Yet despite some of the fond memories Martinez had of Dodger Stadium, there were also some ugly memories he had about the Dodgers organization. The Dodgers were the ones who deemed him too small to pitch in the majors -- "That's a long story, you don't want to go there," Martinez said -- and traded him to the Montreal Expos. The Dodgers were the ones who did not re-sign Martinez's older brother Ramon -- who had once won 20 games for the Dodgers -- after the 1998 season, a blatant breach of loyalty in Martinez's mind. The Dodgers were the ones who called up Martinez's younger brother Jesus in September one year and did not use him in a single game. Jesus would never be called up in his career again and never pitched in the majors.
"How do you call someone up and not let them pitch in even one game," Martinez said.
Yet Martinez has outlasted them all, the ownership group (the O'Malley family) that did not fight for him, the GM (Fred Claire) who traded him and the player for whom he was traded (Delino DeShields).
"The Dodgers are responsible for a lot of things that [the Martinezes] should be having hard feelings about," Martinez said. "But really, there's no hard feelings."
From his duffel bag, Martinez pulled out a baseball signed by members of the 1991 Class A Bakersfield Dodgers, including Mike Piazza. A friend from Martinez's early Dodger years had given it to him this week. He remembered that the ball had been signed by the team shortly before Martinez had been called up to Double-A.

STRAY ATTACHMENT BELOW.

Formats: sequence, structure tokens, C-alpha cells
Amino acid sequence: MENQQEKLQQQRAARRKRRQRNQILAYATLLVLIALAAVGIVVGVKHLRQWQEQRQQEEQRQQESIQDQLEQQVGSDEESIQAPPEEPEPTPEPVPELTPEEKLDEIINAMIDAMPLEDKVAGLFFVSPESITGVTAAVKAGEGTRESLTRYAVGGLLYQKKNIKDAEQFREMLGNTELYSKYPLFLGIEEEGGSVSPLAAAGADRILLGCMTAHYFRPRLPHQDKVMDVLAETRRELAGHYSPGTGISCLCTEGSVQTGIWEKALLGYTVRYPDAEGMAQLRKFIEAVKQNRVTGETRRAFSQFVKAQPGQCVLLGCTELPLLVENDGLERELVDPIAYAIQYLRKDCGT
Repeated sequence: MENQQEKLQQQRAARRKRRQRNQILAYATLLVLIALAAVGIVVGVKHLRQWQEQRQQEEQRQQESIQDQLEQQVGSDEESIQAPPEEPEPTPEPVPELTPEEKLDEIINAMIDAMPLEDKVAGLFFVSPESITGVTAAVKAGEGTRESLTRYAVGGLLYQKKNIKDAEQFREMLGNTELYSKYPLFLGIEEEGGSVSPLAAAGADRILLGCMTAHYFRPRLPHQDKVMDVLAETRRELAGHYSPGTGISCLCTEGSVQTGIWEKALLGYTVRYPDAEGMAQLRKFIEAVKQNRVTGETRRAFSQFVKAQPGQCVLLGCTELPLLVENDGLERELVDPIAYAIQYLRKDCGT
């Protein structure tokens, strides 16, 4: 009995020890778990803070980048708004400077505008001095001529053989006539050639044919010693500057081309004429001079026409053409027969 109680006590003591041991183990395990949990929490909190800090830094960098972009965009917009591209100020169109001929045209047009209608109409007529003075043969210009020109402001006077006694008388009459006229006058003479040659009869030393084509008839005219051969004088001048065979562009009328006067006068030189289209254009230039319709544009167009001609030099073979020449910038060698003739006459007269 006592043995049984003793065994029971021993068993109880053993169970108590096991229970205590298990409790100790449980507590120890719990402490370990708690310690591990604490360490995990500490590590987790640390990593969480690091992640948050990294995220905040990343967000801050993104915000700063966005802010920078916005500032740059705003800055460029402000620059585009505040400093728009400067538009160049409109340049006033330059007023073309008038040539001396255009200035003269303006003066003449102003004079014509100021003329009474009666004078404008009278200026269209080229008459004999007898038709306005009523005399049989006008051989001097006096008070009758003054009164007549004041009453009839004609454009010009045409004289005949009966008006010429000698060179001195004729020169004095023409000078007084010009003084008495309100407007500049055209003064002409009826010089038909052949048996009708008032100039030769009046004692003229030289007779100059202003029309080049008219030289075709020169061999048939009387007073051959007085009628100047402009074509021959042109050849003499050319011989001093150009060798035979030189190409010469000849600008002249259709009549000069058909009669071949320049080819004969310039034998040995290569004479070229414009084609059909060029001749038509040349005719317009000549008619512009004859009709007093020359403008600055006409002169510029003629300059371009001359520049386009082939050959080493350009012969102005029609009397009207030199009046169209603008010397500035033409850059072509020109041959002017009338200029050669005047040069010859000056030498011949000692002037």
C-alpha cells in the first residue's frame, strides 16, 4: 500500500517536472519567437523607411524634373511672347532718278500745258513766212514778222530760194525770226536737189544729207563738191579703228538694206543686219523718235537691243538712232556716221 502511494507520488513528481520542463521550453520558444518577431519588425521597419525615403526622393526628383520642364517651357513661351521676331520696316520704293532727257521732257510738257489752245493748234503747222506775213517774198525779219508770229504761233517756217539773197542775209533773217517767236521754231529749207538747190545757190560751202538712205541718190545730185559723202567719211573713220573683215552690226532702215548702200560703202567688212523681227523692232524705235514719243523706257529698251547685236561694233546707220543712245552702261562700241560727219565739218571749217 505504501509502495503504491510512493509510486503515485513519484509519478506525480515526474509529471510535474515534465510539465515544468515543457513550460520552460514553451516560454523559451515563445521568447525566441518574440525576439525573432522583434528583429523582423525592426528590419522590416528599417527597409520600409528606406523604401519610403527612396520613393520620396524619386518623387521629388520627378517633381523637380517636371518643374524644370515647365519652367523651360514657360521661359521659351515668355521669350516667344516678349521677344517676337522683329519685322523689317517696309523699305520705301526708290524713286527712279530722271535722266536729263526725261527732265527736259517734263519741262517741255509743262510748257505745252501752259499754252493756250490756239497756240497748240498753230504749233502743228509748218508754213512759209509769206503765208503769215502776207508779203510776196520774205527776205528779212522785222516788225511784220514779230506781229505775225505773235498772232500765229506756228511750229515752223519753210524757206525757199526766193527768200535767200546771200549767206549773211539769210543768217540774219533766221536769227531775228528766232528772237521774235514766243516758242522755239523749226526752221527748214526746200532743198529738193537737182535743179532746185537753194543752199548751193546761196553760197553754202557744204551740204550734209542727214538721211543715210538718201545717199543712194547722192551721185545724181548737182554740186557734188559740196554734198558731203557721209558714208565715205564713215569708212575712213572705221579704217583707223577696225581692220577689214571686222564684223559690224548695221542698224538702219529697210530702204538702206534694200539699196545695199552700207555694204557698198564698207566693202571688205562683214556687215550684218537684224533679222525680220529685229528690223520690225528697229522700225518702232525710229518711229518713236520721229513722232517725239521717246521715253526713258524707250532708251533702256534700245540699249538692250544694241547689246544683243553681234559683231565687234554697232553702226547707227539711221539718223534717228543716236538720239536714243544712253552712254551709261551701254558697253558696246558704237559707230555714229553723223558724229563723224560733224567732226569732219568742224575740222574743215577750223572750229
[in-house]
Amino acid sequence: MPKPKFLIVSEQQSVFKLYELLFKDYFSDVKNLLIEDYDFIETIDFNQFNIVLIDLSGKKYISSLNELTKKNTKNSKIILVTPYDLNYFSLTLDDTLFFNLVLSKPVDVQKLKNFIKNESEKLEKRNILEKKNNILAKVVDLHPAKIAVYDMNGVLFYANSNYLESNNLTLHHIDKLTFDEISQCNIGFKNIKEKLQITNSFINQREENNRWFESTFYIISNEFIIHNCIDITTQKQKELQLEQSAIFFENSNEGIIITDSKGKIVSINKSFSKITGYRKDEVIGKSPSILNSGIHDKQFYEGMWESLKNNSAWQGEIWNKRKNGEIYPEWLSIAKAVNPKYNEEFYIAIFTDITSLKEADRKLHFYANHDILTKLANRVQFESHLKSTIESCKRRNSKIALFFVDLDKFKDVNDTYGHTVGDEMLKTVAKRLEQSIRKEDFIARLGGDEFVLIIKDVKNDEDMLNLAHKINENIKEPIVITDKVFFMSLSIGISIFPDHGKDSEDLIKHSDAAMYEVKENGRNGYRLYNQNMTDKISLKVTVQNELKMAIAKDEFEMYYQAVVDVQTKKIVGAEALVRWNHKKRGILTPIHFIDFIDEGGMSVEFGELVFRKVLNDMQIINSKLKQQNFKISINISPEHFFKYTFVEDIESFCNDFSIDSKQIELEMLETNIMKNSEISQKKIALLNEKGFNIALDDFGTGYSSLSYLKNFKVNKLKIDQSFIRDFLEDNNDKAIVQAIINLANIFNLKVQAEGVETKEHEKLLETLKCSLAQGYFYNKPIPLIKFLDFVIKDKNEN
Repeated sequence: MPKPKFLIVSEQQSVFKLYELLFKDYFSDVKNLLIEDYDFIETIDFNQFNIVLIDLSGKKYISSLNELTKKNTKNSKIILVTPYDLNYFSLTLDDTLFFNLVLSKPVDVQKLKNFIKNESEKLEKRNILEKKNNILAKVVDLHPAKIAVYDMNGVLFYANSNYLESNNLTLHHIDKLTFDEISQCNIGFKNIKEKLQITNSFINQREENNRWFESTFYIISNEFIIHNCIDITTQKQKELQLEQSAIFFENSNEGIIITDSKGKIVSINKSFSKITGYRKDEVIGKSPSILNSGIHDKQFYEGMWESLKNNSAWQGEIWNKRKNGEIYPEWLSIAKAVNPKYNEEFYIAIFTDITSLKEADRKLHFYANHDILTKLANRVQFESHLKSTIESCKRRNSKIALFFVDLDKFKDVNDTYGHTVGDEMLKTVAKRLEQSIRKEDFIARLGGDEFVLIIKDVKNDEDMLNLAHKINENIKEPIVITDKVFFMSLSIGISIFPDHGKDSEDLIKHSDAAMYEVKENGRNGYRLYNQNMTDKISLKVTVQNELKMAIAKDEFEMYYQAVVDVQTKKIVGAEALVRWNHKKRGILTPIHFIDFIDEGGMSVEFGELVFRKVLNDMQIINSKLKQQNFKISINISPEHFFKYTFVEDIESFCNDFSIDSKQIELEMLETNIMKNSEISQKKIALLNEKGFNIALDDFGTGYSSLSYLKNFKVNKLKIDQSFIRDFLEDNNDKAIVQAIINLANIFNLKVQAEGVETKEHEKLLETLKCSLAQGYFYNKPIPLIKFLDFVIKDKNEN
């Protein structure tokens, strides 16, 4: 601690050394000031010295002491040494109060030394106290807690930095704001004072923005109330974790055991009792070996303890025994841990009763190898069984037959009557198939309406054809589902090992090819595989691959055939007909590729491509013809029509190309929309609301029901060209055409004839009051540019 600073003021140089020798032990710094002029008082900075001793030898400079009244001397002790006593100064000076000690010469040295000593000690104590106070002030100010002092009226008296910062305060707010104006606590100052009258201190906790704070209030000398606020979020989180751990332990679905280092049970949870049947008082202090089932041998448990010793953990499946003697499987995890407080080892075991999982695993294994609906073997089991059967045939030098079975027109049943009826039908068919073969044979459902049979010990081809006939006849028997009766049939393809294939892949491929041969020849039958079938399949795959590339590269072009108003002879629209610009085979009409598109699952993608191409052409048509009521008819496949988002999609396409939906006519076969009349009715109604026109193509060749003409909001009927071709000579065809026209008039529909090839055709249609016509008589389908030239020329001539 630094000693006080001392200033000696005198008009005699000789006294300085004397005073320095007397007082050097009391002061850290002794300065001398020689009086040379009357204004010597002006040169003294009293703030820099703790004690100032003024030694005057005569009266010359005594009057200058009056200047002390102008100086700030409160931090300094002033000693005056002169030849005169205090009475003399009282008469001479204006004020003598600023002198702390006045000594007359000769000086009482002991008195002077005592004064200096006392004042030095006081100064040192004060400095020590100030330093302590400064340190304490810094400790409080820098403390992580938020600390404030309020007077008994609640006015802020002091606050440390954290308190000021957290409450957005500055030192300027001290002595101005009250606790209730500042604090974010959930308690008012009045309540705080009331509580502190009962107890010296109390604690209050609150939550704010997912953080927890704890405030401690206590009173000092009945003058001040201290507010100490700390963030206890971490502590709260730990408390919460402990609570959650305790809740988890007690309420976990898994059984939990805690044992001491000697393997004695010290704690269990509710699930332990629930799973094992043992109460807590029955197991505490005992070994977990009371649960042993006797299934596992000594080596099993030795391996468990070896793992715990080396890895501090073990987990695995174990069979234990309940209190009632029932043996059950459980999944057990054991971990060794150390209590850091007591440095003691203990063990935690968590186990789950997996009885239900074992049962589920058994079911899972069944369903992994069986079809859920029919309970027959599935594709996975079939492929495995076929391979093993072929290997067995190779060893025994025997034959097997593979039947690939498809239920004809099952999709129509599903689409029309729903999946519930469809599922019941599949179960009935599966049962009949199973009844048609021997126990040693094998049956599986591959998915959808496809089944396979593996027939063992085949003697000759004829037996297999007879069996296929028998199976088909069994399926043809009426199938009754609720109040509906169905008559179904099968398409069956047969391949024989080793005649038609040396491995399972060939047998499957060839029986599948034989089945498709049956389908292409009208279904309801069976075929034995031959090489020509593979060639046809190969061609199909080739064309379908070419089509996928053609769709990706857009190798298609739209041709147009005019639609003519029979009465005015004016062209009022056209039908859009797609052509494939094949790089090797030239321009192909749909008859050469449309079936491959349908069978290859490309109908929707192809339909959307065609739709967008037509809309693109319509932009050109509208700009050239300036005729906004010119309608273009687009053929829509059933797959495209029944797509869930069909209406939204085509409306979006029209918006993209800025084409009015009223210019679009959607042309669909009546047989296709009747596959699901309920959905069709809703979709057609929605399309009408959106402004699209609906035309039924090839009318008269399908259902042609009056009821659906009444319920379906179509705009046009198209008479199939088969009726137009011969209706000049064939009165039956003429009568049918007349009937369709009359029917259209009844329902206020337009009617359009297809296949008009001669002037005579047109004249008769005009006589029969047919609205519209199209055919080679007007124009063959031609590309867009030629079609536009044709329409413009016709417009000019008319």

Martinez was so pleased with his performance that he could not get himself to think about negative things. Such a strong performance also stirred up more feelings about a comeback for next season.
"I'm considering coming back next year if I don't win the World Series," Martinez said. "I will have to ask my mom because I promised her that if I won the World Series this would be my last year."
As Martinez continued to pack his bag, Philadelphia pitcher Brett Myers sat near Martinez and began to talk about the game. It was not only the reporters and fans whom Martinez impressed. Myers asked Martinez how he had so much success despite throwing 5-6 mph less than he did in his prime. Martinez recounted that, as a young prospect, he often taxed his body a lot with a violent leg kick to produce velocity. Now he simply slows down his leg kick -- "It's so effortless now," he says -- which sacrifices velocity in favor of accuracy.
"Could you have gone another one?" Myers asked, wondering out loud whether Martinez could have pitched the eighth inning.
"Yes," Martinez said and paused for a few moments, "but it's been 17 days since I pitched. You don't know what is going to happen."
Jorge Arangure Jr. is a senior writer for ESPN The Magazine.